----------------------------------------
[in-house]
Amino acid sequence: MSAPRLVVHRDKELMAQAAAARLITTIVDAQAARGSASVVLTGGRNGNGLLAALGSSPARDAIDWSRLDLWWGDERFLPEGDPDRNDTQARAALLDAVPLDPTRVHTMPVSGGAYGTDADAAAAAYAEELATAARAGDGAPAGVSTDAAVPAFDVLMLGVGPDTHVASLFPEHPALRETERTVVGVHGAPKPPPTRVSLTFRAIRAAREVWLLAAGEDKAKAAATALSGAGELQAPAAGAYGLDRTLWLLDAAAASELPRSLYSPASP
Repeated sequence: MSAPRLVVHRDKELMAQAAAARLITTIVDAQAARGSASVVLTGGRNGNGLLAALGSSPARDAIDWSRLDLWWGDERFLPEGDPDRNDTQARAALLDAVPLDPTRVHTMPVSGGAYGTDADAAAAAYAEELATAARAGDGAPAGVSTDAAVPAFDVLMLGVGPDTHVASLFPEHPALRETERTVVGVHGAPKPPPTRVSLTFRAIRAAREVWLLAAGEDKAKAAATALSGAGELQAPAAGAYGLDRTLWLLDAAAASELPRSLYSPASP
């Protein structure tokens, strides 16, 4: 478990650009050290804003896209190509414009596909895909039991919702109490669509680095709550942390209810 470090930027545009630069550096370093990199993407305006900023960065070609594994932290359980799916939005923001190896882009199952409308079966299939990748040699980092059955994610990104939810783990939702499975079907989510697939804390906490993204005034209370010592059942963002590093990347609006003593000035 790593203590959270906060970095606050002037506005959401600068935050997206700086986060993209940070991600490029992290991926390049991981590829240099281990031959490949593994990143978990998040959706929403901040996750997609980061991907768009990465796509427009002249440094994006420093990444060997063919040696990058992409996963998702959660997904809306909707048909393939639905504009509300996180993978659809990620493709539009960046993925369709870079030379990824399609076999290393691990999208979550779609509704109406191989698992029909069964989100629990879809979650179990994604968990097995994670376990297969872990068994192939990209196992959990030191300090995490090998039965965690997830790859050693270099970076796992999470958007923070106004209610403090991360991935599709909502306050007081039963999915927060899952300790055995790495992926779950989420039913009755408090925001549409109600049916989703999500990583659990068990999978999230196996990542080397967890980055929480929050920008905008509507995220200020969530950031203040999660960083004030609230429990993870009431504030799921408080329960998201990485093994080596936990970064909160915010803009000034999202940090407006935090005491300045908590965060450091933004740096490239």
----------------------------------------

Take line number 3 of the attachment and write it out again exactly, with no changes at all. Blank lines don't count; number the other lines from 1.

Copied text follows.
Repeated sequence: MSAPRLVVHRDKELMAQAAAARLITTIVDAQAARGSASVVLTGGRNGNGLLAALGSSPARDAIDWSRLDLWWGDERFLPEGDPDRNDTQARAALLDAVPLDPTRVHTMPVSGGAYGTDADAAAAAYAEELATAARAGDGAPAGVSTDAAVPAFDVLMLGVGPDTHVASLFPEHPALRETERTVVGVHGAPKPPPTRVSLTFRAIRAAREVWLLAAGEDKAKAAATALSGAGELQAPAAGAYGLDRTLWLLDAAAASELPRSLYSPASP